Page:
In 1950, Alan Turing famously proposed his “imitation game” as a self-consciously imperfect but infinitely more practical replacement for the difficult question “Can machines think?”: could a computer persuade a human subject in a double-blind setup that a fellow human was speaking on the other end of the line? In his own 1995 Pygmalion novel Galatea 2.2, Richard Powers waggishly makes a further substitution, replacing the conventional Turing test with the more specific question of whether a neural net trained on the Great Books could pass the comprehensive exam for a master’s degree in English literature. The roboticists in I’m Your Man have set themselves a no less difficult challenge: it is not the hard problem of consciousness as such that they seek to solve, but instead the hard problem of love, or rather, of romantic and not simply sexual attraction. In the future that the film imagines, fooling the senses is easy, even cheap, with holograms and the androids alike as indistinguishable from humans as Ridley Scott’s replicants. The goal here is much more than a “basic pleasure model,” however, and the kind of uncanny valley that Tom must bridge to reach Alma and win her heart has more to do with the mysteries of human desire, memory, and emotion than any physical stiffness or inhuman jerkiness.

And try to woo Alma Tom does, and try and try. “Failed communication attempts are crucial for calibrating my algorithm to you,” he says good-naturedly upon learning that unsolicited advice about how to improve her driving is perhaps not the optimal way to a woman’s heart: “These mistakes will happen less and less.” Eggert’s performance as Alma communicates an extreme wariness towards Tom at all points and in all ways. After all, not only does she find herself suddenly cohabiting with a strange man, he isn’t even a man, but an unprecedented and unpredictable technological creation: “your thing, your dream partner.” Perhaps more threateningly still, Tom represents a something or someone she might allow herself to fall in love with if she isn’t constantly on her guard. In the first half of the film especially, we see Alma recoil the most viscerally at being told what she likes, that her desires can be solved via algorithm: “You are attracted to men who are slightly foreign,” Tom informs her, explaining his British accent. Such exchanges speak to one of the film’s major thematic concerns, the implications of the algorithms that, visible or not, already run our lives in an increasing number of ways. Along with Alma, we don’t like the idea of being turned into data, or thinking of ourselves as a series of data points in some mainframe to be manipulated and exploited by multinational corporations according to demographic profiles that fit us all too well. Schrader’s film recognizes that the real-world AI revolution of the past decade or so has relied not only on the neural nets and self-teaching algorithms we hear so much about, but fundamentally also on big data as a key component of its formula for success. When Tom locks eyes with Alma, his cerebral processes work on the problem of her heart through access to “mind files from 17 million people.” What’s at stake in falling in love—or not—with a machine seems to have as much to do with our relationship as individuals to new forms of mass computation and abstraction that needn’t achieve self-awareness to have tremendous implications for human life and human lives.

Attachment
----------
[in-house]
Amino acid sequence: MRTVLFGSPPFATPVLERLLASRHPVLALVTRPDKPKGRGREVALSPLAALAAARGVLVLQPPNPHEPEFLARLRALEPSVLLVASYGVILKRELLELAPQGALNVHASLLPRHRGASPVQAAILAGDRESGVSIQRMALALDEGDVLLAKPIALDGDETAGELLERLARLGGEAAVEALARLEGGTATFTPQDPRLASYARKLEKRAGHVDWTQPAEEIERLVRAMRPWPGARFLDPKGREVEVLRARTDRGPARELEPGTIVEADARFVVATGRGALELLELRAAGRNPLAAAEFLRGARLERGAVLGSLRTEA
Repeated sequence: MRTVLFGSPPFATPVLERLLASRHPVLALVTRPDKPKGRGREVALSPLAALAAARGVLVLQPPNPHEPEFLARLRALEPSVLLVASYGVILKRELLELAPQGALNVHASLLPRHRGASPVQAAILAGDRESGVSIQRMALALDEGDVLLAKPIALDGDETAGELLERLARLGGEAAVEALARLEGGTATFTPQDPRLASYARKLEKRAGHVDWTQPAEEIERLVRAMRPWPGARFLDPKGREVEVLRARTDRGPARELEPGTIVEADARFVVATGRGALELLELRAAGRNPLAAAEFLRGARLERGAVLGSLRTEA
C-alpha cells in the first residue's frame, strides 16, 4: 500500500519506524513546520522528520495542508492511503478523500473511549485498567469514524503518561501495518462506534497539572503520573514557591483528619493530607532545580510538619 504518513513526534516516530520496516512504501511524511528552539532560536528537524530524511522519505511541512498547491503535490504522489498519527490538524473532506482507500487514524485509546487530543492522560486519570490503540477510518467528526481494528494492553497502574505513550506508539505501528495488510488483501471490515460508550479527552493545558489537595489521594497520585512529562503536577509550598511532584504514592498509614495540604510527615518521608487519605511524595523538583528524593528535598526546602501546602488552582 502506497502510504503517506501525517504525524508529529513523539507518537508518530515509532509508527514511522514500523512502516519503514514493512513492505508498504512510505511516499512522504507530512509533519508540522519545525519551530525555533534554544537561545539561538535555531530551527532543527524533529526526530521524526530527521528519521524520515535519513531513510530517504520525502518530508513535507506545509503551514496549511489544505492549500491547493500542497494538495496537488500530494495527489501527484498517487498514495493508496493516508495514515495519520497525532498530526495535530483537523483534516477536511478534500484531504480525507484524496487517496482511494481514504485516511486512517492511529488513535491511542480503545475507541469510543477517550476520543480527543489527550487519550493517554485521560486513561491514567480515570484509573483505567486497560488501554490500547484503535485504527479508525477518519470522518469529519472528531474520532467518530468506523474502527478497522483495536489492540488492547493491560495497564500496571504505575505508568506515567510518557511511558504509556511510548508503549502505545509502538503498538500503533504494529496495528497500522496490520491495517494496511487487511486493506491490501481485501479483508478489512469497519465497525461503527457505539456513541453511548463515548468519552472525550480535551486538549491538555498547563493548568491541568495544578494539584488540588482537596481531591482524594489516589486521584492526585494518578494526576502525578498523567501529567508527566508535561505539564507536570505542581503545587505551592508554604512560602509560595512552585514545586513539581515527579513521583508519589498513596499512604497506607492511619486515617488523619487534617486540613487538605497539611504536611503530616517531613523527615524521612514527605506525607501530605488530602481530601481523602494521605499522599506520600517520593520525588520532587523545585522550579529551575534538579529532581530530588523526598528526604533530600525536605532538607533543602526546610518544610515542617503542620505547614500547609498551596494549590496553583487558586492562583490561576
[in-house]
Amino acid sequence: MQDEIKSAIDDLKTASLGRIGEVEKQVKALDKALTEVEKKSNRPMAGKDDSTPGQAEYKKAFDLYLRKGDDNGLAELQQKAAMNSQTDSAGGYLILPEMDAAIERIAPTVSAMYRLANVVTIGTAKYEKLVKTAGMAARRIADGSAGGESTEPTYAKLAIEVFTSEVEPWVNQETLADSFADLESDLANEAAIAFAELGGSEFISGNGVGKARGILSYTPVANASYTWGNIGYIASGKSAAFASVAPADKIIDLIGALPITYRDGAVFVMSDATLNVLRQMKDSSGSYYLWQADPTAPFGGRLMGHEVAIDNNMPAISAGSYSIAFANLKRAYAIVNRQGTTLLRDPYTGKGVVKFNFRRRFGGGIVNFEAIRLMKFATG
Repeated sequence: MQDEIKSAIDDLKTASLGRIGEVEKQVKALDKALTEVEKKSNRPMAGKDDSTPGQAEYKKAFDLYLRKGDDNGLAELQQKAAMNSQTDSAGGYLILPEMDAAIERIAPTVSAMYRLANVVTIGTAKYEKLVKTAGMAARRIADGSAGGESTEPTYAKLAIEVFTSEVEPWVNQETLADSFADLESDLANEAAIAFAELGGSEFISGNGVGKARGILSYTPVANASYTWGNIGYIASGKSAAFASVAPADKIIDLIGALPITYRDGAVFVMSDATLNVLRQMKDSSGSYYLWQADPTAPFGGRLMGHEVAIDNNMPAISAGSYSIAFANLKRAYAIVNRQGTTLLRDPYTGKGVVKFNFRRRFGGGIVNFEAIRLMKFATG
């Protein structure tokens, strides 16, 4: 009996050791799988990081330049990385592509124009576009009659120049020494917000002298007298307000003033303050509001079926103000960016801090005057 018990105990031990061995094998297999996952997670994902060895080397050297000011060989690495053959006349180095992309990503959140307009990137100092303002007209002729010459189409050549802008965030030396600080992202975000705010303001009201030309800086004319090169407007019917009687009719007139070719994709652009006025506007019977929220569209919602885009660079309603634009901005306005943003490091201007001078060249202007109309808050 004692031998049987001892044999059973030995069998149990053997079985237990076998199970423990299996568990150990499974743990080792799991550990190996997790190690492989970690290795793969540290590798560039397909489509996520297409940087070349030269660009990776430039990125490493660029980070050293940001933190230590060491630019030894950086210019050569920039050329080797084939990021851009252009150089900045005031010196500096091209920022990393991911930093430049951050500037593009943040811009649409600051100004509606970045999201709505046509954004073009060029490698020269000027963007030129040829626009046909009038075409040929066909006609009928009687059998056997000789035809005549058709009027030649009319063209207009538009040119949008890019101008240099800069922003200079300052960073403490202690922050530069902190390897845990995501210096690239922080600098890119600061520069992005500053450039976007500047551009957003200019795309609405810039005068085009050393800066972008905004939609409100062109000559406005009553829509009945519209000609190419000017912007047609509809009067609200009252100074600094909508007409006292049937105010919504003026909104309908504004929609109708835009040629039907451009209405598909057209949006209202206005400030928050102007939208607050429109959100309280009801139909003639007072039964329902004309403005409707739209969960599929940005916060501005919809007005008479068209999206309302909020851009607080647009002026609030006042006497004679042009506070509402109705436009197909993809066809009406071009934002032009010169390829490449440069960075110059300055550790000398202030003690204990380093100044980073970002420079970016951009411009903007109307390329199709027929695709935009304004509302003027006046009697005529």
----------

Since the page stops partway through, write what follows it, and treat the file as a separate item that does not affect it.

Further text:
Science fiction stories from the past century and more have given us a number of artificial women manufactured unselfconsciously for a male gaze. This film invites us to consider what might change, in the end, when the genders of the Pygmalion-Galatea relationship are reversed, and when, as in I’m Your Man, the artificial romantic partner is manufactured to fulfill the individualized desires of a particular heterosexual woman. The conclusion of the film may finally be as open-ended as the hard problem of consciousness (or romance), but overall I’m Your Man is certain to provoke much thought and discussion among many different audiences.

T. S. Miller teaches both medieval literature and modern science fiction as Assistant Professor of English at Florida Atlantic University, where he contributes to the department’s MA degree concentration in Science Fiction and Fantasy. Recent graduate course titles include “Theorizing the Fantastic” and “Artificial Intelligence in Literature and Film.” He has published on both later Middle English literature and various contemporary authors of speculative fiction. His current major project explores representations of plants and modes of plant being in literature and culture.

Review of The Matrix Resurrections

Review of The Matrix Resurrections

Sándor Klapcsik

The Matrix Resurrections. Dir. Lana Wachowski. Warner Brothers, 2021.